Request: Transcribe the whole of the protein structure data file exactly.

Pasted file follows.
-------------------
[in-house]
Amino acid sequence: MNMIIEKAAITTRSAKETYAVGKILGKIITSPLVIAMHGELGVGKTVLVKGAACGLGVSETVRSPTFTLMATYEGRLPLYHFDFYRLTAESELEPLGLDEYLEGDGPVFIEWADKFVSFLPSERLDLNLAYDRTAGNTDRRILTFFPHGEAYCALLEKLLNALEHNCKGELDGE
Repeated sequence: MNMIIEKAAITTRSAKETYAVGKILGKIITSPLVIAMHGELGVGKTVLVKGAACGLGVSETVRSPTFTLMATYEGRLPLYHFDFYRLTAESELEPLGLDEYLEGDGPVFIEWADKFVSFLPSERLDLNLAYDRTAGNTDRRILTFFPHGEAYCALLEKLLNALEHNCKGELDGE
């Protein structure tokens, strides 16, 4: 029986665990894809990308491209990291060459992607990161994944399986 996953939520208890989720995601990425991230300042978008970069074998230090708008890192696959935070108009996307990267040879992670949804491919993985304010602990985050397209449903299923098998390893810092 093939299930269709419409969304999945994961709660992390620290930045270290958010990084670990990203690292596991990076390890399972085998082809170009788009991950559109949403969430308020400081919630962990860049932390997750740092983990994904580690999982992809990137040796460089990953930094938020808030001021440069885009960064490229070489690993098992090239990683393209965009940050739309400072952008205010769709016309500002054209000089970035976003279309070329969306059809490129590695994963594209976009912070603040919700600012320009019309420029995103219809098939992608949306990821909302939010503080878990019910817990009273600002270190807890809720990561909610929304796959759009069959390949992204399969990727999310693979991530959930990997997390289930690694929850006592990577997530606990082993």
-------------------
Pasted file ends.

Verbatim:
[in-house]
Amino acid sequence: MNMIIEKAAITTRSAKETYAVGKILGKIITSPLVIAMHGELGVGKTVLVKGAACGLGVSETVRSPTFTLMATYEGRLPLYHFDFYRLTAESELEPLGLDEYLEGDGPVFIEWADKFVSFLPSERLDLNLAYDRTAGNTDRRILTFFPHGEAYCALLEKLLNALEHNCKGELDGE
Repeated sequence: MNMIIEKAAITTRSAKETYAVGKILGKIITSPLVIAMHGELGVGKTVLVKGAACGLGVSETVRSPTFTLMATYEGRLPLYHFDFYRLTAESELEPLGLDEYLEGDGPVFIEWADKFVSFLPSERLDLNLAYDRTAGNTDRRILTFFPHGEAYCALLEKLLNALEHNCKGELDGE
């Protein structure tokens, strides 16, 4: 029986665990894809990308491209990291060459992607990161994944399986 996953939520208890989720995601990425991230300042978008970069074998230090708008890192696959935070108009996307990267040879992670949804491919993985304010602990985050397209449903299923098998390893810092 093939299930269709419409969304999945994961709660992390620290930045270290958010990084670990990203690292596991990076390890399972085998082809170009788009991950559109949403969430308020400081919630962990860049932390997750740092983990994904580690999982992809990137040796460089990953930094938020808030001021440069885009960064490229070489690993098992090239990683393209965009940050739309400072952008205010769709016309500002054209000089970035976003279309070329969306059809490129590695994963594209976009912070603040919700600012320009019309420029995103219809098939992608949306990821909302939010503080878990019910817990009273600002270190807890809720990561909610929304796959759009069959390949992204399969990727999310693979991530959930990997997390289930690694929850006592990577997530606990082993």